Donald Trump rallied his faithful in Arizona on Saturday, rehashing yet again his unfounded claims that the US presidential election was stolen from him, and stirring racial tensions.
After abandoning a pledged press conference on January 6 — the anniversary of the invasion of the Capitol by his supporters — the defeated former president was back in front of a sympathetic crowd for the first time since October.
At the rally in Florence, a rural area outside Phoenix, Trump seeded racial resentments in remarks that twisted the facts on public-health policy and exaggerated the effects of racially conscious antiviral treatment guidelines in New York, falsely claiming that public health authorities are denying the COVID-19 vaccine to white people because of their race.
“The left is now rationing lifesaving therapeutics based on race, discriminating against and denigrating … white people to determine who lives and who dies. If you’re white you don’t get the vaccine or if you’re white you don’t get therapeutics. … In New York state, if you’re white, you have to go to the back of the line to get medical health,” Trump said.
There has been no evidence that white people are being excluded from vaccines, of which there is a plentiful supply. And there is no evidence they are being sent to the “back of the line” for COVID-19 care as a matter of public health policy.
Trump’s words distorted a New York policy that allows for race to be one consideration when dispensing oral antiviral treatments, which are in limited supply. The policy attempts to steer those treatments to people at the most risk of severe disease from the coronavirus.
It says that nonwhite race or Hispanic ethnicity “should be considered a risk factor” because long-standing health and social inequities make people of color more likely to get severely ill or die from the virus.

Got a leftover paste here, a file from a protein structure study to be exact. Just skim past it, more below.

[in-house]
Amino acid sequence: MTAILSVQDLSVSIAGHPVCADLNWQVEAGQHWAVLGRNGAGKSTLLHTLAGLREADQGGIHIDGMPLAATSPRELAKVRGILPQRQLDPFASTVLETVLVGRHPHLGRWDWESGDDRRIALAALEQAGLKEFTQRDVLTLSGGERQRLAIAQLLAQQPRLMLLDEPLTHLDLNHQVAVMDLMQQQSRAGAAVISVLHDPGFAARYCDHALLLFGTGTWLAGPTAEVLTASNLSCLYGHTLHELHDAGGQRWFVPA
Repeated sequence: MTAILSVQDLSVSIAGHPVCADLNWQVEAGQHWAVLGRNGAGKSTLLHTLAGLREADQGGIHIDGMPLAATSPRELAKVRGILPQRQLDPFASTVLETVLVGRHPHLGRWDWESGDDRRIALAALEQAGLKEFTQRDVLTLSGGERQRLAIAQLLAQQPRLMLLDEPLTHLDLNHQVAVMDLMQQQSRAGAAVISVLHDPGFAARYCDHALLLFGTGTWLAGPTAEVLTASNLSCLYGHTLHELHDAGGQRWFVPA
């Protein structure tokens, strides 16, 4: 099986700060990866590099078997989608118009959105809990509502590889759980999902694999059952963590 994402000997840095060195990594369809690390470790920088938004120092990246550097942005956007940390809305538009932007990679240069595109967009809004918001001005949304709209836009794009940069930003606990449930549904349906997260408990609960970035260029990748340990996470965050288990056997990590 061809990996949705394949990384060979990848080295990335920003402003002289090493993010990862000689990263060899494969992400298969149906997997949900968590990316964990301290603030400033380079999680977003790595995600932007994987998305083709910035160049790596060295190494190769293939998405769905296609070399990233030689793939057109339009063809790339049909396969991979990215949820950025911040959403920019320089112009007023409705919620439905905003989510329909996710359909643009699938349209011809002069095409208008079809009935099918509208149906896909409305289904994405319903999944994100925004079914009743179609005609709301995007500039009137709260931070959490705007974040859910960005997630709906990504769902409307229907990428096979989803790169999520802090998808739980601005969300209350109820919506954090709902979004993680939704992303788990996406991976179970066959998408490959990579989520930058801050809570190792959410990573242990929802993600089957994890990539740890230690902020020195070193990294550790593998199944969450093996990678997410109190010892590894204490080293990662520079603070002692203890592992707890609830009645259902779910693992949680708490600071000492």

Trump extrapolated from that to assert wrongly that white people are being forced to “the back of the line” for health care and being shut out both from vaccines and therapeutics.
Michael Lanza, a New York City Health Department spokesman, told the New York Post that race is not used to deny treatment.
The Centers for Disease Control and Prevention found late last year that Black, Hispanic and Indigenous people were about twice as likely to die from COVID-19 than non-Hispanic whites and were notably more likely to be hospitalized. An earlier Associated Press analysis of the pandemic’s first waves found that COVID-19 was taking a disproportionately heavy toll on Black and Hispanic people.
CDC research in October reported that people in certain ethnic and racial minority groups were dying from COVID-19 at younger ages and a report from the institution Friday said minorities are less likely to receive outpatient antiviral treatment than whites.
During the rally, Trump reiterated his claims that the election was stolen from him and set about a binary classification of people — those who signed on to his theories about fraud were “smart” and “tough,” while those who didn’t were “horrible” and “weak.”
The message was clear: without getting in line on election fraud claims, no-one will get Trump’s endorsement.
Speakers were introduced as “Trump-endorsed” and all of them cast doubt on 2020.
“That election was rotten to the core,” Congressman Paul Gosar told the crowd.
The message resonated with the thousands who took part in the rally.
“You can’t tell me that it was a legit election,” said, Will Garrity, who had traveled from Houston, Texas.
“If you really pay attention to the facts to various audits, various information that’s coming out, you see it. I mean, it’s crystal clear.”
“We love our president. I call him President Trump because I still consider him my president,” said Jonathan Riches has been to 40 Donald Trump rallies and fervently believes the last US presidential election was stolen.